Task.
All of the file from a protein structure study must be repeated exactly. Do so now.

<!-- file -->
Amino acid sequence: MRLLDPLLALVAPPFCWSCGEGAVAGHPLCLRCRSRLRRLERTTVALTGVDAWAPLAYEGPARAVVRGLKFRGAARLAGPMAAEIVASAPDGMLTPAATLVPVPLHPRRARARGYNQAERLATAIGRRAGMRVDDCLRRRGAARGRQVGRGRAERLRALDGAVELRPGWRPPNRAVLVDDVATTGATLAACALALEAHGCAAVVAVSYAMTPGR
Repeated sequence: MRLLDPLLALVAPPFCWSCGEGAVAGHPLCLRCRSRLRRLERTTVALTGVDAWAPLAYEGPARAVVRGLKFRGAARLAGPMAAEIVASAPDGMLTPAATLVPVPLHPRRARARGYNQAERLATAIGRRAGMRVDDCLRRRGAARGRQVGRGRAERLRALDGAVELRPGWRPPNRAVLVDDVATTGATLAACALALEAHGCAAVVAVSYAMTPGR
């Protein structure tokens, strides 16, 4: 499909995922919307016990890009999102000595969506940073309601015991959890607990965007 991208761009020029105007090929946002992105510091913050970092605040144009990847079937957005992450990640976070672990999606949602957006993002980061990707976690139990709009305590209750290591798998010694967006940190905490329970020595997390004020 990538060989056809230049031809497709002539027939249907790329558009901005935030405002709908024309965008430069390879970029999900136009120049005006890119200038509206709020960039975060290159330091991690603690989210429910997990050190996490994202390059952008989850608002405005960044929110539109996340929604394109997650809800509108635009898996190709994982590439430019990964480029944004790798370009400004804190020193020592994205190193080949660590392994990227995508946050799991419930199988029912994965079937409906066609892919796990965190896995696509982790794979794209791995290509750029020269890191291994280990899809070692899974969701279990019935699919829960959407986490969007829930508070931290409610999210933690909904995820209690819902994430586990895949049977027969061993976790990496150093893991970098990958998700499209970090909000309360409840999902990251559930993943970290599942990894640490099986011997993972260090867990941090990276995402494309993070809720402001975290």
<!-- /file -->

Amino acid sequence: MRLLDPLLALVAPPFCWSCGEGAVAGHPLCLRCRSRLRRLERTTVALTGVDAWAPLAYEGPARAVVRGLKFRGAARLAGPMAAEIVASAPDGMLTPAATLVPVPLHPRRARARGYNQAERLATAIGRRAGMRVDDCLRRRGAARGRQVGRGRAERLRALDGAVELRPGWRPPNRAVLVDDVATTGATLAACALALEAHGCAAVVAVSYAMTPGR
Repeated sequence: MRLLDPLLALVAPPFCWSCGEGAVAGHPLCLRCRSRLRRLERTTVALTGVDAWAPLAYEGPARAVVRGLKFRGAARLAGPMAAEIVASAPDGMLTPAATLVPVPLHPRRARARGYNQAERLATAIGRRAGMRVDDCLRRRGAARGRQVGRGRAERLRALDGAVELRPGWRPPNRAVLVDDVATTGATLAACALALEAHGCAAVVAVSYAMTPGR
């Protein structure tokens, strides 16, 4: 499909995922919307016990890009999102000595969506940073309601015991959890607990965007 991208761009020029105007090929946002992105510091913050970092605040144009990847079937957005992450990640976070672990999606949602957006993002980061990707976690139990709009305590209750290591798998010694967006940190905490329970020595997390004020 990538060989056809230049031809497709002539027939249907790329558009901005935030405002709908024309965008430069390879970029999900136009120049005006890119200038509206709020960039975060290159330091991690603690989210429910997990050190996490994202390059952008989850608002405005960044929110539109996340929604394109997650809800509108635009898996190709994982590439430019990964480029944004790798370009400004804190020193020592994205190193080949660590392994990227995508946050799991419930199988029912994965079937409906066609892919796990965190896995696509982790794979794209791995290509750029020269890191291994280990899809070692899974969701279990019935699919829960959407986490969007829930508070931290409610999210933690909904995820209690819902994430586990895949049977027969061993976790990496150093893991970098990958998700499209970090909000309360409840999902990251559930993943970290599942990894640490099986011997993972260090867990941090990276995402494309993070809720402001975290």